and 2R cells; cross vein 1r vestigial, not forming the 2R cell; M and Cu also extend distally as tubular veins
for most of their length; A not extending beyond the junction with Cu; C, R, Cu, 1M, 1Cu, and SR cells
closed. Hind wing with Sc+R extending beyond point where they connect to M, which continues as a tubular
vein as much as Sc+R and then extends as spectral vein to wing distal border; basally M+Cu extending as a
tubular vein beyond junction with Anal vein, which continues shortly beyond this point; seven submedian
hamuli present.
Petiole ventrally carinate; in lateral view, petiolar node thick and subtriangular; anterior slope nearly con-
cave and posterior slope slightly convex. Sternite of first gastral segment with a distinct anterior projection.
Worker. Unknown (but see comments bellow).
Male. Unknown.
Etymology. The specific epithet is a reference to the parasitic nature of this species.
50 · Zootaxa 1713 © 2008 Magnolia Press
FIGURE 1. Paratype gyne of Ectatomma parasiticum: A, head in full face view; B, lateral view; C, dorsal view.
Comments. Gynes of the socially parasitic Ectatomma parasiticum can be distinguished from the gynes
of its host species, E. tuberculatum, by the following features: sparser sculpture on the body; smaller size (Fig.
2), with WL approximately 3.80 mm (around 5.40 mm in E. tuberculatum); clypeus and frontal area devoid of
any sculpture (usually longitudinally striate in E. tuberculatum); antennal scapes longer than the maximum
head width, with SI > 108 (< 99 in E. tuberculatum); propodeal spines reduced to minute teeth; and petiole
Zootaxa 1713 © 2008 Magnolia Press · 51
thicker in lateral view (flattened anteroposteriorly in E. tuberculatum). The reduced size and widener petiole
of E. parasiticum are also characteristic of the inquiline syndrome in other ant species (Wilson 1984; Rad-
chenko & Elmes 2003).
Males produced by parasitized colonies were of a uniform morphology and indistinguishable from males
of E. tuberculatum. Thus it remains unknown if males of E. parasiticum are lacking, present but not yet
observed, or observed but indistinguishable from E. tuberculatum. According to Hora et al. (2005), one of the
10 colonies of E. parasiticum reared in laboratory produced four small "workers." However, these workers
presented a developed spermatheca and six to 10 ovarioles, in contrast to typical workers of E. tuberculatum
which lack the spermatheca and possess only one to four ovarioles (Fénerón & Billen 1996; Hora et al. 2001).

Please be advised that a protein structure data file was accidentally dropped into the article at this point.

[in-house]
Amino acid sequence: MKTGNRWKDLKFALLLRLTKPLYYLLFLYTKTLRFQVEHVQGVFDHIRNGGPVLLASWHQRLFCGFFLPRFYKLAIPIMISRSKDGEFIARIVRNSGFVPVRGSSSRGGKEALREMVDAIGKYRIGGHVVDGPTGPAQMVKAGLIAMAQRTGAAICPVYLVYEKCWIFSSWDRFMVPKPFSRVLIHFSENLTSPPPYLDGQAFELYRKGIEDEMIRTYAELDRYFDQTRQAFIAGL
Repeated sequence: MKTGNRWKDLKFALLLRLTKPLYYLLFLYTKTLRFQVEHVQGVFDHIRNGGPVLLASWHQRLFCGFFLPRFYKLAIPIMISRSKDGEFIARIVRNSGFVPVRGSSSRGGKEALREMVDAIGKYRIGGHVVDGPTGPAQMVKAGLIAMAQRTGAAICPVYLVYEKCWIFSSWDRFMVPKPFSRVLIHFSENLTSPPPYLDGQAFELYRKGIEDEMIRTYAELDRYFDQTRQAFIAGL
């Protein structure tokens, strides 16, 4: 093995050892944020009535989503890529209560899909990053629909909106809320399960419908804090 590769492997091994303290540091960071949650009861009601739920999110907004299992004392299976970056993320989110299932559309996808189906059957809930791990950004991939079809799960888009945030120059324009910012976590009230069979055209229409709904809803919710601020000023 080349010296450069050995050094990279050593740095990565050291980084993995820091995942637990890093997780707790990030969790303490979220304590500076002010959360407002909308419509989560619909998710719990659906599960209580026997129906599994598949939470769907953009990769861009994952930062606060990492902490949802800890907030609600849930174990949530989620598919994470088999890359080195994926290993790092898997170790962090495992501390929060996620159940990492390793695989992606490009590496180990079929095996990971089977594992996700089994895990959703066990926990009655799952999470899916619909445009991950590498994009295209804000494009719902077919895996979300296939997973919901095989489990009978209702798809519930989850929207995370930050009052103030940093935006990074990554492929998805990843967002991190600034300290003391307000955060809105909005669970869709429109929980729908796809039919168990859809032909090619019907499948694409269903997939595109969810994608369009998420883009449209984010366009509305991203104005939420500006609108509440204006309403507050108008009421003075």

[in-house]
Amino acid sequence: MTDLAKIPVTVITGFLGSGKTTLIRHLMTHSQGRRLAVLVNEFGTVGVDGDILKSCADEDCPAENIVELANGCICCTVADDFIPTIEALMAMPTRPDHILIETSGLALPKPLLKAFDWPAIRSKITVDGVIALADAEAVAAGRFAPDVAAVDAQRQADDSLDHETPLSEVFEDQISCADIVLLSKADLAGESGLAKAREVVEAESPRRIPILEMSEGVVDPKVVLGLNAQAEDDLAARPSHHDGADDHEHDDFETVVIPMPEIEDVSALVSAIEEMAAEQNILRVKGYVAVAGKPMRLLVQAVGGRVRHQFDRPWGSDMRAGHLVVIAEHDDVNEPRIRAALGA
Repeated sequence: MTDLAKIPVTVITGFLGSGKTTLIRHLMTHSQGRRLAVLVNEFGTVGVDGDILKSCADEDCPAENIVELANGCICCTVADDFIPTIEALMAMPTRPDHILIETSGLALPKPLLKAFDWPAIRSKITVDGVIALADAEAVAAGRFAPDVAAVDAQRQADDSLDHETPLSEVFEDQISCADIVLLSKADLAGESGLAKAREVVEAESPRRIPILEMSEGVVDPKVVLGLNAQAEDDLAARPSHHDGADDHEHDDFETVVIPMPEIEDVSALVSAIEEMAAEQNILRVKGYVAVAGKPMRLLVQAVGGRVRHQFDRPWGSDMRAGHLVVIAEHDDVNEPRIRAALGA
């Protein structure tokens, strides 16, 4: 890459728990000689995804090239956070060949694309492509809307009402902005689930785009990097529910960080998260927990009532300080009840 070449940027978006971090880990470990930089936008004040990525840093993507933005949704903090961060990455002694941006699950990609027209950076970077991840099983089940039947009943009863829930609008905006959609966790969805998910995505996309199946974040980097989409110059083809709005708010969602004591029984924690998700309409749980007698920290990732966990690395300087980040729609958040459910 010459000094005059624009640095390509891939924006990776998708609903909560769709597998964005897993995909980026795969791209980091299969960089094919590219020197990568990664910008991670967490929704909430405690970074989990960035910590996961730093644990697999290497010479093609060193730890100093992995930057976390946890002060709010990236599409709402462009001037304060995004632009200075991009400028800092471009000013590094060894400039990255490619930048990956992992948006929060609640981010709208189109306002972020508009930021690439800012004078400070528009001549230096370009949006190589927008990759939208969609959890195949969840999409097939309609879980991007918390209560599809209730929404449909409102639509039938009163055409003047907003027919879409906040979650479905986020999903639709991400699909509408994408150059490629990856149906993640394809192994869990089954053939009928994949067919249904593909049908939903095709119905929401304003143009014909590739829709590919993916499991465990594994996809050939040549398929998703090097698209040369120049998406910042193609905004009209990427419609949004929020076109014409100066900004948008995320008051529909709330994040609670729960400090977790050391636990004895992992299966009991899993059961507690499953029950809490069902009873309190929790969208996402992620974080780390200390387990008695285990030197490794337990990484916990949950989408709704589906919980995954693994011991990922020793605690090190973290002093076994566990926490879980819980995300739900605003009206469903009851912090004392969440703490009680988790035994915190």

The presence of developed reproductive structures in these specimens suggests that they are possibly interme-
diate (intercaste?) reproductive forms of E. parasiticum and not true workers.
Up to now, the occurrence of this species is restricted to Apazapan, state of Veracruz, Mexico. However,
its host, E. tuberculatum, is widely distributed in the Neotropics, from Mexico to northern Argentina. We
expect that the excavation and detailed examination of E. tuberculatum colonies in different localities could
reveal new populations of E. parasiticum.
A detailed behavioral and genetic study on the interaction between E. tuberculatum and E. parasiticum
(so far undescribed and treated as “microgynes”) was conducted by Hora et al. (2005). Gynes and workers of
E. tuberculatum and gynes of E. parasiticum were sequenced for the cyt b region and the results showed two
haplotypes. The haplotypes differed in seven variable sites, with a nucleotide sequence difference of 0.93%.
They clearly discriminate E. parasiticum from the group composed of workers and gynes of E. tuberculatum.
According to the findings of Hora et al. (op. cit.), E. parasiticum is a genetically distinct social parasite pro-
ducing of almost exclusively sexual offspring. The co-occurrence of E. parasiticum and E. tuberculatum in
the field (nine mixed colonies found) suggests that the parasite usurps established colonies of the host, but
does not kill the resident gynes. Agonistic interactions were also observed, exclusively from workers and
gynes of E. tuberculatum against the parasites.
FIGURE 2. Morphometric scatterplot of head width by scape length, differentiating gynes of Ectatomma parasiticum
and E. tuberculatum. Measurements are in mm.
52 · Zootaxa 1713 © 2008 Magnolia Press
Microgynes are also found in Ectatomma ruidum; however, this is a truly gyne-polymorphic species, and
the offspring of both microgynes and normal gynes consist of workers, males, and both microgynes and nor-
mal gynes. It was therefore suggested that the two gyne morphs in E. ruidum represent alternative phenotypes
adapted to different ways of dispersal and colony founding. Ectatomma ruidum microgynes are thought to dis-